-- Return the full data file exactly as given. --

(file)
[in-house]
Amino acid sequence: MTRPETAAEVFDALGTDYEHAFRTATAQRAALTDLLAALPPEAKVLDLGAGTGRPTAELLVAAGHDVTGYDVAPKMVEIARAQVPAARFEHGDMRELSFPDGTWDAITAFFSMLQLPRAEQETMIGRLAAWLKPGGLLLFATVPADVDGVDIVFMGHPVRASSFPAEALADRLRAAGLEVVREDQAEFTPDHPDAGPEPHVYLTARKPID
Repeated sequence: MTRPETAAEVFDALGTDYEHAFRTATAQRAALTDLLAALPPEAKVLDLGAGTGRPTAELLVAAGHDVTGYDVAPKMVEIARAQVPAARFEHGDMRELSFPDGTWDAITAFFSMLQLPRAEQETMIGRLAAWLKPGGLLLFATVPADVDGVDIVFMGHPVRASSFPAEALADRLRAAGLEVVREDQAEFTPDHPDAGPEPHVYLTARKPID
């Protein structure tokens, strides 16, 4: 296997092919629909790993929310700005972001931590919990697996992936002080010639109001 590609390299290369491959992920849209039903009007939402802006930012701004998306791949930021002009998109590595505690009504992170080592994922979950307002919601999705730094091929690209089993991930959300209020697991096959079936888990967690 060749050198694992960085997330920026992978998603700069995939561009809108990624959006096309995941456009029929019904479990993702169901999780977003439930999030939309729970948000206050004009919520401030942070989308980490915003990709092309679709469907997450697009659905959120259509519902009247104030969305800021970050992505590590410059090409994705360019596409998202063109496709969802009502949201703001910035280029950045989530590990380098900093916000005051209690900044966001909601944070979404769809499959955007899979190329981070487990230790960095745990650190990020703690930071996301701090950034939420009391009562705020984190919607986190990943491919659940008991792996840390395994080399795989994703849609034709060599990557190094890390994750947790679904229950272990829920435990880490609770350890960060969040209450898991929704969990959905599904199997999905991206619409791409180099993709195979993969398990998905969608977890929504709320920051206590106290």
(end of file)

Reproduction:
[in-house]
Amino acid sequence: MTRPETAAEVFDALGTDYEHAFRTATAQRAALTDLLAALPPEAKVLDLGAGTGRPTAELLVAAGHDVTGYDVAPKMVEIARAQVPAARFEHGDMRELSFPDGTWDAITAFFSMLQLPRAEQETMIGRLAAWLKPGGLLLFATVPADVDGVDIVFMGHPVRASSFPAEALADRLRAAGLEVVREDQAEFTPDHPDAGPEPHVYLTARKPID
Repeated sequence: MTRPETAAEVFDALGTDYEHAFRTATAQRAALTDLLAALPPEAKVLDLGAGTGRPTAELLVAAGHDVTGYDVAPKMVEIARAQVPAARFEHGDMRELSFPDGTWDAITAFFSMLQLPRAEQETMIGRLAAWLKPGGLLLFATVPADVDGVDIVFMGHPVRASSFPAEALADRLRAAGLEVVREDQAEFTPDHPDAGPEPHVYLTARKPID
């Protein structure tokens, strides 16, 4: 296997092919629909790993929310700005972001931590919990697996992936002080010639109001 590609390299290369491959992920849209039903009007939402802006930012701004998306791949930021002009998109590595505690009504992170080592994922979950307002919601999705730094091929690209089993991930959300209020697991096959079936888990967690 060749050198694992960085997330920026992978998603700069995939561009809108990624959006096309995941456009029929019904479990993702169901999780977003439930999030939309729970948000206050004009919520401030942070989308980490915003990709092309679709469907997450697009659905959120259509519902009247104030969305800021970050992505590590410059090409994705360019596409998202063109496709969802009502949201703001910035280029950045989530590990380098900093916000005051209690900044966001909601944070979404769809499959955007899979190329981070487990230790960095745990650190990020703690930071996301701090950034939420009391009562705020984190919607986190990943491919659940008991792996840390395994080399795989994703849609034709060599990557190094890390994750947790679904229950272990829920435990880490609770350890960060969040209450898991929704969990959905599904199997999905991206619409791409180099993709195979993969398990998905969608977890929504709320920051206590106290």